Salads

I know, I know, kale is so 2012. We've had Brussels sprouts and cauliflower, kohlrabi and romanesco since then! But I still eat kale. For me, it's an easy way to pack in a lot of vitamins and minerals with very little effort (that is, if you buy the pre-washed kind). I've written about kale salads before (this chopped kale salad is Very Important Salad in my house; it makes frequent appearances) , but with this salad, kale is just the supporting vegetable. The star here is actually this tomato vinaigrette and this whole recipe is built around it. Which is pretty evident from the all the pre-prepared ingredients I used. Nonetheless, convenience foods can still be healthy and this is a great, hearty dinner. Even heartier if you substitute quinoa or brown rice for the white rice.

black_bean_kale_salad_tomato_vinaigrette

Black Bean and Kale Salad with Tomato Vinaigrette
Serves 6-8

For the tomato vinaigrette:
1 can Hunt's Fire-Roasted Diced Tomatoes
1 ounce red wine vinegar
1 ounce lime juice
1 tablespoon honey (or 2 tablespoons sugar)
1/2 teaspoon salt
1/2 teaspoon dijon mustard
1 clove garlic, minced (or 1 teaspoon of already-minced garlic)
1/4 cup olive oil

Measure out 1 cup of the diced tomatoes and reserve the remainder. Combine all ingredients in a blender and mix until well-blended. Pour into a lidded pint jar and chill.

For the salad:
2 cups cooked rice (white or brown; or quinoa)
2 ounces lime juice
1 tablespoon vegetable oil
2 cans low sodium black beans (I use Bush's)
1 bag microwaveable yellow kernel corn (I used the steam-in-bag corn)
1/2 teaspoon paprika or cayenne (to taste)
1/2 teaspoon cumin (to taste)
1 bag pre-washed and chopped kale greens
cilantro for garnish (optional)
roasted or fresh tomatoes for garnish (optional)
2 avocados, peeled and chopped
finely shredded cheddar cheese for garnish (optional)
sour cream for garnish (optional)

Cook rice or quinoa according to directions to yield 2 cups of cooked rice, replacing 2 ounces of water with 2 ounces of lime juice and adding oil (use slightly less liquid than recommended for rice that is not sticky).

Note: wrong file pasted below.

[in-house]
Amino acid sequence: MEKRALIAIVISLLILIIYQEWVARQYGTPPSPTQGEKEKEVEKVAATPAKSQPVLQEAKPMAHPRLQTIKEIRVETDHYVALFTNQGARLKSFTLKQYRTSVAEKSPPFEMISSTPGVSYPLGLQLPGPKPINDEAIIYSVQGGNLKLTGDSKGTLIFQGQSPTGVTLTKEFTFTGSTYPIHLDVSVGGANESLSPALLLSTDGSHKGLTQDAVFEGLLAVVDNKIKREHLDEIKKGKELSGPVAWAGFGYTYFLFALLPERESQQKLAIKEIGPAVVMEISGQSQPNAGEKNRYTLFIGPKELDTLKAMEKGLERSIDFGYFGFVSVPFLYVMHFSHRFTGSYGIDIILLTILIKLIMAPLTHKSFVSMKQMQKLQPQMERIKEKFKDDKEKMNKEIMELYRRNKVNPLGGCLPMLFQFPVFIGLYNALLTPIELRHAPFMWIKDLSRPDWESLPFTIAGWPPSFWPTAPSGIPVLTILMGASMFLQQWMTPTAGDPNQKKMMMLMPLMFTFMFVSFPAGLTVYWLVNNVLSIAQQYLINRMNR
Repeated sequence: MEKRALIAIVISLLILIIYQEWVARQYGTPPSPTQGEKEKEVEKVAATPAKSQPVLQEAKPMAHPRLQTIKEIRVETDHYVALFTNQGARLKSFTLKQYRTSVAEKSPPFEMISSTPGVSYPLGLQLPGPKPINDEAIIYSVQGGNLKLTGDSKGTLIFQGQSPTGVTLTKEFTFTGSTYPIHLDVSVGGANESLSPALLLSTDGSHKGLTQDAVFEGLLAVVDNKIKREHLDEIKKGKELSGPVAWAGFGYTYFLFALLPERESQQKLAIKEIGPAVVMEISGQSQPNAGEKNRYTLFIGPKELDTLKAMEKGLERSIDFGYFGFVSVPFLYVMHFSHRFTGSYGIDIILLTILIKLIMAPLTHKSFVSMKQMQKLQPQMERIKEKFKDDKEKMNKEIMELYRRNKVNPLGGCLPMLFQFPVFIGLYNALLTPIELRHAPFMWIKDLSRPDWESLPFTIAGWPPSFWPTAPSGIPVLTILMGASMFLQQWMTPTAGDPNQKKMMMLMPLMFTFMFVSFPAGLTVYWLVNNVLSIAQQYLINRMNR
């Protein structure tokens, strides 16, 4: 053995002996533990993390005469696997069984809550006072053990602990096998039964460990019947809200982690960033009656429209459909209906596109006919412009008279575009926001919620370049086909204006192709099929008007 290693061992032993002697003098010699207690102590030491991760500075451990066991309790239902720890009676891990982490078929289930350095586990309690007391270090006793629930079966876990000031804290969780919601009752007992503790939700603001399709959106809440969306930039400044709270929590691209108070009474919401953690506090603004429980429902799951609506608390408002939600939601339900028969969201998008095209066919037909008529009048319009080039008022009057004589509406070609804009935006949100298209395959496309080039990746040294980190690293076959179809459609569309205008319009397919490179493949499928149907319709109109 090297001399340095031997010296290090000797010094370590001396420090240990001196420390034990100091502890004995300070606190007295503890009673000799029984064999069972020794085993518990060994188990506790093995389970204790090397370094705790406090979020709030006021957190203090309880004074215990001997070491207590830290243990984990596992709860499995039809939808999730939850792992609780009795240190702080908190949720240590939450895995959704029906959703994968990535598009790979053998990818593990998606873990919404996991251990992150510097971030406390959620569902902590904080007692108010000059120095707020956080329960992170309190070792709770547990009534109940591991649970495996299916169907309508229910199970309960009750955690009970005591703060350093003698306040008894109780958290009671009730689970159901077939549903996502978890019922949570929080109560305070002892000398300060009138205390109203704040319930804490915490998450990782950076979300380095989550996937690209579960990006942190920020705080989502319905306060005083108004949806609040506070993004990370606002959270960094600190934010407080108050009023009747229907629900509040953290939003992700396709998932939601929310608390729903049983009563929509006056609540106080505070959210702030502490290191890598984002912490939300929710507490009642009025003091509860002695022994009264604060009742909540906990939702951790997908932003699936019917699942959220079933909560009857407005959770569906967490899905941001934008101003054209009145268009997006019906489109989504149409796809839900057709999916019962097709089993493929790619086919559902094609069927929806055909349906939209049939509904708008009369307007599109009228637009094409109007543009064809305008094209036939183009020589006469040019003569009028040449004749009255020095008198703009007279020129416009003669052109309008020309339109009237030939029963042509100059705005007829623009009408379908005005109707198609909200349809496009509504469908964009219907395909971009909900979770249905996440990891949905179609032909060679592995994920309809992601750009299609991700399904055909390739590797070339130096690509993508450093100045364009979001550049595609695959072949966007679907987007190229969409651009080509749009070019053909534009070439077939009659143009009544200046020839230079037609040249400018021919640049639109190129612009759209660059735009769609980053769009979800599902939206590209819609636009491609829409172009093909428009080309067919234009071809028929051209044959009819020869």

Rinse and drain the black beans and heat in the microwave just long enough to warm and set aside in a medium bowl. Cook corn according to directions and add to the beans. Toss with paprika (or cayenne if you prefer spicier) and cumin. Set aside.

For each salad, use 1-2 cups of kale greens and rub them between your hands, removing thick spines. Place in serving bowls and drizzle with vinaigrette. Top with rice, bean and corn blend, and then garnish with cilantro, the remainder of roasted diced tomatoes (or fresh diced tomatoes), and chunks of avocado. Drizzle on more dressing. Add cheese and sour cream if desired. Note also that you may want to add some salt and black pepper after preparation.

Serve with tortilla chips.

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This potato salad is based on a recipe suggested to me by a Twitter friend who works for the group that publishes FarmFlavor.com, which is affiliated in part with the Tennessee Farm Bureau. The website is full of great, well-tested recipes with an emphasis on local and seasonal ingredients. It's got a nifty search engine that lets you search by meal type, theme, cooking method, or ingredient. So when I asked for favorite potato salad recipes, it wasn't hard for her to find this one. The original recipe calls for bacon, but she mentioned that she'd made it without and it was still very good.

And she was right; it's fantastic. Even better, I was already planning to use Yukon Gold potatoes and I could see that this would also be a good way to use the garlic scapes I'd just cut from my garden (though a couple of weeks later than I should have). Of course, you can make it as it appeared originally or use my recipe (with changes) below or get creative on your own. But do be sure to keep the lemon and basil; I think they were the key to making this potato salad unique and very tasty. It was so good that my mother-in-law asked for some of the leftovers!